Celebrating Asian American, Pacific Islander heritage


By Nicole Fowles

Glad You Asked

May is Asian American and Pacific Islander Heritage Month, an annual celebration that recognizes the historical and cultural contributions of Asian Americans to the United States.

Before the month was celebrated, a federal week of celebration was commemorated. Jeanie Jew, a former Capitol Hill staffer, shared the idea with Rep. Frank Horton, who introduced the legislation. The resolution was initially brought to Congress in 1977. In 1978, similar legislation passed and was signed by President Jimmy Carter. More than a decade later, in 1992, Congress extended the observance to a month and passed a public law to annually designate May as Asian Pacific American Heritage Month.

Two significant dates were noted in the legislation to place the commemoration in May. The first Japanese immigrations arrived in the United States on May 7, 1843. And on May 10, 1869, also known as Golden Spike Day, the first transcontinental railroad in the United States was completed, with much of the work being completed by Chinese workers.

The month has expanded to celebrate the histories of Americans hailing from the entire Asian continent and the Pacific Islands of Melanesia, Micronesia and Polynesia. Today, Asian Americans and Pacific Islanders are the fastest-growing racial group in the United States.

At the Delaware County District Library, our librarians have created some great reading lists in honor of the month. At the library’s online catalog, at www.delawarelibrary.org, you can search for booklists by our staff members. Refine the search bar to find the user DCDL_MsJoelle, DCDL_Hillary, and DCDL_Hannah to find their amazing collections of literature for all ages.

Be sure to draw your attention to novels by our featured author, Lisa See. Lisa is the bestselling author of “The Island of Sea Women,” “The Tea Girl of Hummingbird Lane,” “Snow Flower and the Secret Fan,” and many more titles that celebrate authentic Chinese characters and cultures. Her newest novel, “Lady Tan’s Circle of Women,” is inspired by the true story of Tan Yunxian — a woman born in the 15th century who became a doctor of women and girls. Much of Lisa’s inspiration comes from her great-grandfather, Fong See, who overcame obstacles at every step to become the 100-year-old godfather of Los Angeles’s Chinatown and the patriarch of a sprawling family.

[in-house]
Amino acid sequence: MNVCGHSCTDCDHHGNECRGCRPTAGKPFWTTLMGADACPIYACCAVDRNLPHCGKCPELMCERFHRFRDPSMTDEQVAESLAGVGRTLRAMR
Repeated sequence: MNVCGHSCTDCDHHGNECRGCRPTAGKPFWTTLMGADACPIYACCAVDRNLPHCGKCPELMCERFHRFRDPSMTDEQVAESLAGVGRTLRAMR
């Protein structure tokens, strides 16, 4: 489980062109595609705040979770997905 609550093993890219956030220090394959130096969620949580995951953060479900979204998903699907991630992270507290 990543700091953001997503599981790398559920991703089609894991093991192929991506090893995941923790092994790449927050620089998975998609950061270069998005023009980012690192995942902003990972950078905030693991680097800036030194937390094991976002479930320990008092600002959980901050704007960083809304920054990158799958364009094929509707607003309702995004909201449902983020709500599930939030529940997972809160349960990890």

Lisa See will join us at the Liberty Branch Library on Wednesday, June 14, at 6:30 p.m. Her visit is made possible by our Friends of the Library. Tickets are available for $30-35 and will include a book and signing. Find tickets at www.delawarelibrary.org/event and support the mission of the Friends of the Library.

Enjoy some of these AAPI Heritage Month reading recommendations for all the readers in your home.

• “Eyes That Kiss in the Corners” by Joanna Ho. A self-confident and strong young girl recounts how she shares her eyes—and so much more—with her mother, her amah and her little sister.

• “Ohana Means Family” by Ilima Loomis. In this cumulative rhyme in the style of “The House That Jack Built,” a family celebrates Hawaii and its culture while serving poi at a luau.

• “Drawn Together” by Minh Lê. A boy and his grandfather cross a language and culture barrier using their shared love of art, storytelling, and fantasy.

• “The Knockout” by Sajni Patel. When seventeen-year-old Kareena Thakkar finally admits she is a top-level Muay Thai fighter, knowing that might further alienate her from her Indian community, her classmates, especially handsome Amit, enthusiastically support her.

• “Butterfly Yellow” by Thanhhà Lai. A Vietnam War refugee in Texas partners with a city boy with rodeo dreams to track down the younger brother she was separated from six years before when he was evacuated by American troops during the waning days of the Vietnam War.

• “Sea Change” by Gina Chung. Ro is stuck. She’s just entered her thirties, she’s estranged from her mother, and her boyfriend has just left her to join a mission to Mars. Her days are spent dragging herself to her menial job at the aquarium, and her nights are spent drinking sharktinis (Mountain Dew and copious amounts of gin, plus a hint of jalapeño). With her best friend pulling away to focus on her upcoming wedding, Ro’s only companion is Dolores, a giant Pacific octopus who also happens to be Ro’s last remaining link to her father, a marine biologist who disappeared while on an expedition when Ro was a teenager.

• “The Covenant of Water” by Abraham Verghese. Spanning the years 1900 to 1977, and set in Kerala, on South India’s Malabar Coast, an epic of love, faith and medicine follows three generations of a family that suffers a peculiar affliction: in every generation, at least one person dies by drowning. An evocation of a bygone India, “The Covenant of Water” is a hymn to progress in medicine and to human understanding, and a humbling testament to the difficulties undergone by past generations for the sake of those alive today.

• “The Island of Sea Women” by Lisa See. The ostracized daughter of a Japanese collaborator and the daughter of their Korean village’s head female diver share nearly a century of friendship that is tested by their island’s torn position between two warring empires.

If you have a question that you would like to see answered in this column, mail it to Nicole Fowles, Delaware County District Library, 84 E. Winter St., Delaware, OH 43015, or call us at 740-362-3861. You can also email your questions by visiting the library’s web site at www.delawarelibrary.org or directly to Nicole at [email protected]. No matter how you contact us, we’re always glad you asked!

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